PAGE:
Ordinary People Making Substantial Investments

We see it on the news almost every day. Someone somewhere invested one dollar and made a million. Okay, that may be a little exaggerated but the point is we often hear of such ‘investments’. Maybe someone you know picked up a great piece of memorabilia at a garage sale only to find out it’s worth thousands of dollars, or perhaps you know someone who just happened to buy a handful of stocks for the first time in their life to have it quadruple in value overnight.

Whatever the case and whatever the type of investment, there are many smart ways to make money. It does not always have to appear so ‘luck of the draw’. With today’s low interest rates, it is not an absurd thought to get a bank loan for investment purposes. If one does the math on borrowing versus return, it could well be worth your while. The key, however, will be to diversify.

Another key to successful investing is staying power. Putting a larger sum of your investment dollars into illiquid assets can help diversify, but to do this with success, you must have the means to wait out the market cycles. People who invest this way have the financial advantage of staying power, which not all regular or small time investors have. According to George Padula, a wealth manager with Back Bay Financial Group, Inc., “Ordinary investors who want to have these asset classes in their portfolio can do so via liquid open-end mutual funds and ETFs.”

According to the Capgemini and Merrill Lynch Global Wealth Management 2010 World Wealth Report, the high-net-worth investors of the world have learned the value of diversifying. An average portfolio will look something like this:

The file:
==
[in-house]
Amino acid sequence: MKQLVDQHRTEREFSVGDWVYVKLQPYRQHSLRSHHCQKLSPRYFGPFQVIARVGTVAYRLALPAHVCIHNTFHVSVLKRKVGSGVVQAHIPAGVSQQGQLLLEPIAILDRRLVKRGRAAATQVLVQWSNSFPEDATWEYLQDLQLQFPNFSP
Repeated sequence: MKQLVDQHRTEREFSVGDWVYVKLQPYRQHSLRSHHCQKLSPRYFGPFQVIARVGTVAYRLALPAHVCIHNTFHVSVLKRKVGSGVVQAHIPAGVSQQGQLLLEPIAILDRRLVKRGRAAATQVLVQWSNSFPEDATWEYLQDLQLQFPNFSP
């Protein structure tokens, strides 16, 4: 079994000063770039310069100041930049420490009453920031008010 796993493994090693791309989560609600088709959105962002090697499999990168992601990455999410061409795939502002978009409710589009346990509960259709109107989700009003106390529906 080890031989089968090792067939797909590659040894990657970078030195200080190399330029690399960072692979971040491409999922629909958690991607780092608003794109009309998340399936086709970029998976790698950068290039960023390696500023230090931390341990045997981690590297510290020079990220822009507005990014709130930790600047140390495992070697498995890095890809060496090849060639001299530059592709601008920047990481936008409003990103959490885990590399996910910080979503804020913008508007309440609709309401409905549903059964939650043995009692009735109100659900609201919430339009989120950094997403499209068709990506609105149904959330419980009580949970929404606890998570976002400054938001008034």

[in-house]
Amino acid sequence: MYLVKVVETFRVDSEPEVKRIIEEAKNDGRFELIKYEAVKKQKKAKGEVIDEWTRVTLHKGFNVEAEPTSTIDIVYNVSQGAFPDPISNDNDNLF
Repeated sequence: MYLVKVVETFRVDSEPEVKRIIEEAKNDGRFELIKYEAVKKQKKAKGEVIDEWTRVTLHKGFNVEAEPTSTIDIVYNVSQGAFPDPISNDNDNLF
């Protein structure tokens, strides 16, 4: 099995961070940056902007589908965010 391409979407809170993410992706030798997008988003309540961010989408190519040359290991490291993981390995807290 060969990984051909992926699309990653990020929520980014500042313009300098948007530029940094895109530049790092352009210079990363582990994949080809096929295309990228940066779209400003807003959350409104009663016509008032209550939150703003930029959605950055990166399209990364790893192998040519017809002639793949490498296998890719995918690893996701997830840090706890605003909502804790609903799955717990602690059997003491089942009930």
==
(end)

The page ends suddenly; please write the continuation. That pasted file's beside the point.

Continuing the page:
Stocks: 29 per cent Bonds: 31 per cent Cash: 17 per cent Real estate: 18 per cent (excluding primary residence, but including undeveloped land, farm land, commercial and residential real estate as well as Real Estate Investment Trusts (REITs). *This 18% is projected to fall to 14% in the 2011. Alternative investments: 5% (that includes things like foreign currencies and venture capital)

Padula also notes, “Alternatives and real estate have low correlations to traditional equities and thus can add diversification to a portfolio. The wealthy do seem to be diversified. Investors need to balance their goals and risks and not allocate riskier assets to goals that require more stable funding, and likewise, not use short-term funds to hopefully fund long-term goals such as retirement.”

There is a lot of advice to be had on successful investing. Whether you’re a first time investor, a small time investor or investing is your only means of professional income, diversifying and investing wisely remain to be the two agreed upon keys to remaining ahead.

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